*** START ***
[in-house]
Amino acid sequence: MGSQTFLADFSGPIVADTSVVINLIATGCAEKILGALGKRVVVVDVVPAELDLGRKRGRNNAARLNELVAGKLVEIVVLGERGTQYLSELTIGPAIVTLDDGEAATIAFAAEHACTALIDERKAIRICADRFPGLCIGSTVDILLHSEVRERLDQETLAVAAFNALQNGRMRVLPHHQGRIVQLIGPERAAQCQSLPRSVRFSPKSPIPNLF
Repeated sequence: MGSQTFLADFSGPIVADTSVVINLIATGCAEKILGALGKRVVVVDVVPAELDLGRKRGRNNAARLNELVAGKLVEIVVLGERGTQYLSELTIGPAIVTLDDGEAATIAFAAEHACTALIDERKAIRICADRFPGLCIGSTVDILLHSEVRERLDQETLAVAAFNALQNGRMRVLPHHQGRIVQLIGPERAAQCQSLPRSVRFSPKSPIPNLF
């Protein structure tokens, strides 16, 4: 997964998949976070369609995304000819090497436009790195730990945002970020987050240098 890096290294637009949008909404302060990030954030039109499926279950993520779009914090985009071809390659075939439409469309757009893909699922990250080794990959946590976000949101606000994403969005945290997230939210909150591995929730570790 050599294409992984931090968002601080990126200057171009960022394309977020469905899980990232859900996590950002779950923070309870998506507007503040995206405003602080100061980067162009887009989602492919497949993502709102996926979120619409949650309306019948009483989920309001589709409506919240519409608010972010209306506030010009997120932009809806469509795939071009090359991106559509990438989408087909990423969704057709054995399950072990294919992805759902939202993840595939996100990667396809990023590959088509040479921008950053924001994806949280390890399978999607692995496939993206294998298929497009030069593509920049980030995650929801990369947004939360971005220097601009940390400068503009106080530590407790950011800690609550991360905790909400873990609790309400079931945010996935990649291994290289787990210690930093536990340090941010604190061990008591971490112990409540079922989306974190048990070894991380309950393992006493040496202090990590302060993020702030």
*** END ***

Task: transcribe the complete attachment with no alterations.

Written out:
[in-house]
Amino acid sequence: MGSQTFLADFSGPIVADTSVVINLIATGCAEKILGALGKRVVVVDVVPAELDLGRKRGRNNAARLNELVAGKLVEIVVLGERGTQYLSELTIGPAIVTLDDGEAATIAFAAEHACTALIDERKAIRICADRFPGLCIGSTVDILLHSEVRERLDQETLAVAAFNALQNGRMRVLPHHQGRIVQLIGPERAAQCQSLPRSVRFSPKSPIPNLF
Repeated sequence: MGSQTFLADFSGPIVADTSVVINLIATGCAEKILGALGKRVVVVDVVPAELDLGRKRGRNNAARLNELVAGKLVEIVVLGERGTQYLSELTIGPAIVTLDDGEAATIAFAAEHACTALIDERKAIRICADRFPGLCIGSTVDILLHSEVRERLDQETLAVAAFNALQNGRMRVLPHHQGRIVQLIGPERAAQCQSLPRSVRFSPKSPIPNLF
């Protein structure tokens, strides 16, 4: 997964998949976070369609995304000819090497436009790195730990945002970020987050240098 890096290294637009949008909404302060990030954030039109499926279950993520779009914090985009071809390659075939439409469309757009893909699922990250080794990959946590976000949101606000994403969005945290997230939210909150591995929730570790 050599294409992984931090968002601080990126200057171009960022394309977020469905899980990232859900996590950002779950923070309870998506507007503040995206405003602080100061980067162009887009989602492919497949993502709102996926979120619409949650309306019948009483989920309001589709409506919240519409608010972010209306506030010009997120932009809806469509795939071009090359991106559509990438989408087909990423969704057709054995399950072990294919992805759902939202993840595939996100990667396809990023590959088509040479921008950053924001994806949280390890399978999607692995496939993206294998298929497009030069593509920049980030995650929801990369947004939360971005220097601009940390400068503009106080530590407790950011800690609550991360905790909400873990609790309400079931945010996935990649291994290289787990210690930093536990340090941010604190061990008591971490112990409540079922989306974190048990070894991380309950393992006493040496202090990590302060993020702030």